Saturday, May 3, 2014

Revolutionary Road (re: Princeton's inaugural Ciclovia tomorrow 1-4PM)

Have you been wondering why the Ciclovia is happening on Quaker Road
tomorrow, and why Quaker Road is where the Ciclovia needs to happen ?

Before you say "that sounds loopy", let me ask a few more questions: have you
ever walked for a distance of 11.5 miles ?  Have you ever done this after the
second day of January, wearing badly-made shoes ? In the dead of night ?
Have you ever gone on such a walk, only to encounter, once you reach your
destination just after dawn, hundreds of men in red coats shooting at you ?

The above tries to depict the famous night march of Washington and the main
body of his army (roughly 6,000 soldiers) prior to the Battle of Princeton, and
why Quaker Road is so historically important, and has been preserved
for us to appreciate.

You can view a rough map of the route taken that cold night, at this link

As you bike (or skate, or walk, or roll) along Quaker Rd at the Ciclovia
tomorrow afternoon, you may notice the granite obelisks which trace
the route, and are now 100 years old. For those interested in this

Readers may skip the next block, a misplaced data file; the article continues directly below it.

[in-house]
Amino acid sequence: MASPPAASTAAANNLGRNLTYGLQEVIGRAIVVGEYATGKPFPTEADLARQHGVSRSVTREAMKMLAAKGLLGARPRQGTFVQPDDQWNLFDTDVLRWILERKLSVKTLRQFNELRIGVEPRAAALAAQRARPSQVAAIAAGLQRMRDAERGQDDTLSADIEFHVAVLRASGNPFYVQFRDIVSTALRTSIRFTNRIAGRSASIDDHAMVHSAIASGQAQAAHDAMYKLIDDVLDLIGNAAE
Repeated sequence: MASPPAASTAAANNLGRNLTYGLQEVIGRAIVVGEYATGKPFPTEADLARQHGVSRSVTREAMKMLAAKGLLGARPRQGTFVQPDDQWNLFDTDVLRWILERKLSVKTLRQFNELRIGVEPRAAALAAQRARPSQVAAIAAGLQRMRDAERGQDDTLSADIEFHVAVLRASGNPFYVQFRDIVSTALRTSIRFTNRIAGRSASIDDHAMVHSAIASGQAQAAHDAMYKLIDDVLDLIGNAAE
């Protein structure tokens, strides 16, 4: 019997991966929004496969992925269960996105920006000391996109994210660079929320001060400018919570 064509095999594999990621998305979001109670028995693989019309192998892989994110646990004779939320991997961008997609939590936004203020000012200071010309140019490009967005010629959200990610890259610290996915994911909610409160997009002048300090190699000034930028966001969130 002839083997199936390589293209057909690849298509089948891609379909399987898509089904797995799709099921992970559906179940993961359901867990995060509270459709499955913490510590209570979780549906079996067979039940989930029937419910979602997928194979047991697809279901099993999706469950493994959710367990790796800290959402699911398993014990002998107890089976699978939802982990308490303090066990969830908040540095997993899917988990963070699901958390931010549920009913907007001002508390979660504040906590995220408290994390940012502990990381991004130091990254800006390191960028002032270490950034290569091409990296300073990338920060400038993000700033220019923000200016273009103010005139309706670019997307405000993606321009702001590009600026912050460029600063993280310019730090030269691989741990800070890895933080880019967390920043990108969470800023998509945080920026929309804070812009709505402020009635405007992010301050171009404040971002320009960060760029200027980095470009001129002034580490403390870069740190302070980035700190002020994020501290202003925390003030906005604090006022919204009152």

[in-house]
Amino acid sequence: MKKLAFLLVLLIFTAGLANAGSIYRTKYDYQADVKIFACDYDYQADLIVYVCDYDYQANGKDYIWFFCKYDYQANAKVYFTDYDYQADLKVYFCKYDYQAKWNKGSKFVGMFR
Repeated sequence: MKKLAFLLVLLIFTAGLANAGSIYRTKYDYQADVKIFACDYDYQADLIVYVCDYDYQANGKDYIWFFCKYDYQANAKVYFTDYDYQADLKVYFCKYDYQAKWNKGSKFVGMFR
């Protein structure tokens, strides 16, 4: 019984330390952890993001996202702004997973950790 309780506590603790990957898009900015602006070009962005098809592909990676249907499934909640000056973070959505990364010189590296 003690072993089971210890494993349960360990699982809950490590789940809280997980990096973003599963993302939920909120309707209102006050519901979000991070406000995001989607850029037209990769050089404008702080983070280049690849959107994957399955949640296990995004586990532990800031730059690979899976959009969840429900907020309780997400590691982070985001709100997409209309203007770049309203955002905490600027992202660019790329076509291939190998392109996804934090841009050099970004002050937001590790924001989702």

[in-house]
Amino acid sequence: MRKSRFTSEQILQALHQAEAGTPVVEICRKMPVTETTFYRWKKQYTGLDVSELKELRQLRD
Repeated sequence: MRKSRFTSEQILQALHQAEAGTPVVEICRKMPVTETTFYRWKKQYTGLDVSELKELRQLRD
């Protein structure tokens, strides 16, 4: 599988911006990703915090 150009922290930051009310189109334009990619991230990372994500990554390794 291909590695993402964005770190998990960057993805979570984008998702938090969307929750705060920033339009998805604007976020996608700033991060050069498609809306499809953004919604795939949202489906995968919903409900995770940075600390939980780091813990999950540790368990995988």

episode of US history, scroll down on this page to see the location
of all 12 of these obelisk/markers.

Note also that Trenton owes its city status, and its importance in Colonial
days, to being on "the falls of the Delaware", or "the (water)fall line", a 900-
mile escarpment where the Piedmont meets the coastal plain. Map & info here.

Trenton (originally "Trent's town") grew up at the junction of the Delaware River
and Assunpink Creek. The latter meanders from its source near Clarksburg, NJ,
passing through Assunpink Wildlife Management Area and Mercer County Park,
where a flood-control dam (eh?) was built in 1975 to form Mercer Lake, flows under
Quakerbridge Road, and eventually to Trenton and the river. Bicyclists should
be aware of a plan in the works, the proposed "Capital-to-Coast Trail", which
partly follows the course of the creek.

References to "two-wheeled revolution" or "revolutionary ideas" in the context 
of bicycle advocacy or green transport, are easy to find, such as here or here.

But what isn't so easy is to actually do something - to soldier on … to show up,
which according to Woody Allen, is eighty-percent of success. By the way, there
exists a London-based collective named "Magnificent Revolution" which has been
running open-air cycle-in cinema as an alternative to drive-in cinema. Which
gives us some ideas about what we might want PBAC to try an organize next.


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